As the cost of a college education continues to rise, outpacing the rate of inflation, it is becoming beyond the reach of most people unless they have planned early on.  For people starting a college savings plan today, questions arise as to the best way to save.  For such an important and long term goal, it pays to do some research when selecting a plan.

There are many factors to consider when selecting a college savings plan. As with any savings goal, individual factors such as time horizon, risk tolerance, investment preferences and tax situation need to be considered and weighed in order to select the most suitable savings plan.  In addition, special consideration needs to be given to who will actually own the college funds as the decision is likely to impact the availability of financial aid in the future.

Traditional Savings Methods

College savers can opt for the more traditional methods of accumulating college funds such as savings accounts (CDs, money market funds), tax-free municipal bonds, U.S. Treasury securities, or mutual funds.  If the time horizon is long, savers may be able to afford the higher risk of investing in vehicles that offer potentially higher returns. As the time horizon shortens, they could gradually move their funds into more conservative savings of investments.

Tax Advantaged Methods

As an incentive for families to start early with their own college savings plans, the federal tax laws provide for tax advantaged methods to pay for college expenses. The methods involve different tax rules so they can be somewhat complicated. The best approach is to seek the guidance of a qualified tax or financial professional to help determine which method is most suitable.

IRC Sec. 529 Qualified Tuition Plans

These plans are designed to help a family cover the cost of college by taking advantage of tax incentives provided through the federal tax code.  The plans may vary between the individual states and educational institutions that offer them. Contributions are not tax deductible, however, the accumulation is not subject to current taxes. Also, if certain requirements are met, the distributions that pay for qualified higher education expenses are not taxable.  Qualified expenses include tuition, fees, room and board, books, and other supplies needed to attend an institution of higher education.  A 10-percent federal penalty on earnings will apply if you receive a non-qualified withdrawal.

There are two main types of 529 Plans: a pre-paid tuition plan, and a college savings plan. Pre-paid tuition plans involve purchasing units or credits at participating educational institutions that can apply to tuition and, in some cases, living expenses. Participation in a prepaid tuition program does not guarantee a child will be accepted into a university or school.  Most are sponsored by state governments and have residency requirements.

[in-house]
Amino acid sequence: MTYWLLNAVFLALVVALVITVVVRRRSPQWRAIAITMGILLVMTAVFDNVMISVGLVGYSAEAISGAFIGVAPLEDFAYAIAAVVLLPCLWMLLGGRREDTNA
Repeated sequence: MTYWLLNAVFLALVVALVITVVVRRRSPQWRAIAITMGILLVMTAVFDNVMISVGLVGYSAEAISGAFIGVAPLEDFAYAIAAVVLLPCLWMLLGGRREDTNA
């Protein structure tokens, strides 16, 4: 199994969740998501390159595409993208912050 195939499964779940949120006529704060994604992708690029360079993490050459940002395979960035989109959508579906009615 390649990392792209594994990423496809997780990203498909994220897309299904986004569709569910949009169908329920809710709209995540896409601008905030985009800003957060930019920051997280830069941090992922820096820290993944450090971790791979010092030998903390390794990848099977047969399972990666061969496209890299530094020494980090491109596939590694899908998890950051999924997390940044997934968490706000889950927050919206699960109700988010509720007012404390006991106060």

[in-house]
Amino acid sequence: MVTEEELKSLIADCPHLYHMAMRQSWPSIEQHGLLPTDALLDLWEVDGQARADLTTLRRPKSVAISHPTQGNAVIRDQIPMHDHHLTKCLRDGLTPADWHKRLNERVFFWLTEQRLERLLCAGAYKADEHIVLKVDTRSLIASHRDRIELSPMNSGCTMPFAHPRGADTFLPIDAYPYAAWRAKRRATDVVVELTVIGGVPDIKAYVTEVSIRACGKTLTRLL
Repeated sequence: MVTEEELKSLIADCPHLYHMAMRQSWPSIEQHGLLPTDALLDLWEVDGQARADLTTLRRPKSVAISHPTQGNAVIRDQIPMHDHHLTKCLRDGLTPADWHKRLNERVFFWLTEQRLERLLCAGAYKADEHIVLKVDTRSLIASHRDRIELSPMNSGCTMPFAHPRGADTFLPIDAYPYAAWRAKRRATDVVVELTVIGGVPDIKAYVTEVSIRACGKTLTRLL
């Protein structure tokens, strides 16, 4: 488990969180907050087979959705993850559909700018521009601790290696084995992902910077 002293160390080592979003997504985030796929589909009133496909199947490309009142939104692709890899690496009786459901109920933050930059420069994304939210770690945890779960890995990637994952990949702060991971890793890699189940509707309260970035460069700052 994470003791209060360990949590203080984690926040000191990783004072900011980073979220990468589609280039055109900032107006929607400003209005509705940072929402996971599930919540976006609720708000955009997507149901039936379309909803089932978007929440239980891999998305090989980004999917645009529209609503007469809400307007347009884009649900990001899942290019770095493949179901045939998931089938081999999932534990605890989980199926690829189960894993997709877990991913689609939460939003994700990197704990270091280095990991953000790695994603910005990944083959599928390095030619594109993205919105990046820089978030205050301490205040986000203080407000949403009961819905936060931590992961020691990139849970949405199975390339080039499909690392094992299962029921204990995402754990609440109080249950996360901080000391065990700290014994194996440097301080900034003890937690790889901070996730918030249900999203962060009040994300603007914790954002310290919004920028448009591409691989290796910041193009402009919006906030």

College savings plans establish an account for a student that can be used to pay eligible college expenses. Many 529 College Savings Plans offer a choice of investments including mutual funds, money market funds and fixed investment.

For more complete information about the 529 savings plan, including investment objectives, risks, fees, and expenses associated with it, please read the issuer's official statement.  The issuer’s official statement can be obtained from your financial advisor.  Please read it carefully before investing.  Before investing, please consider whether your home state offers any state tax or other benefits that are only available for investments in your state's qualified tuition program.  Other benefits may include reduced or waived program fees, matching grants, and scholarships to state colleges.  Any state-based benefit offered with respect to a particular 529 college savings plan should be one of many appropriately weighted factors to be considered in making an investment decision.  You should consult with your financial, tax or other advisor to learn more about how state-based benefits (including any limitations) would apply to your specific circumstances and you also may wish to contact your home state or any other 529 college savings plan to learn more about the features, benefits and limitations of that state's 529 college savings plan. 

 Investments in the 529 College Savings Plan are subject to market risk and there is no guarantee that funds will be sufficient to cover all college costs. It is important to carefully consider how to invest in a 529 Plan, since it can impact a student’s eligibility to participate in need-based financial aid programs.

Financial Aid

When saving for college, special consideration should be given to future eligibility for financial aid.  Most needs based financial aid programs base eligibility on the amount of assets that are owned by the child. Generally, assets that are owned by the parents are not considered for financial aid eligibility.  If assets are held in the child’s name, or in a trust for the child, they could negatively impact eligibility.

Working together, we can examine college investment options to build a customized portfolio that takes into consideration your financial goals,  risk tolerance and timeline. Contact us today to find out more.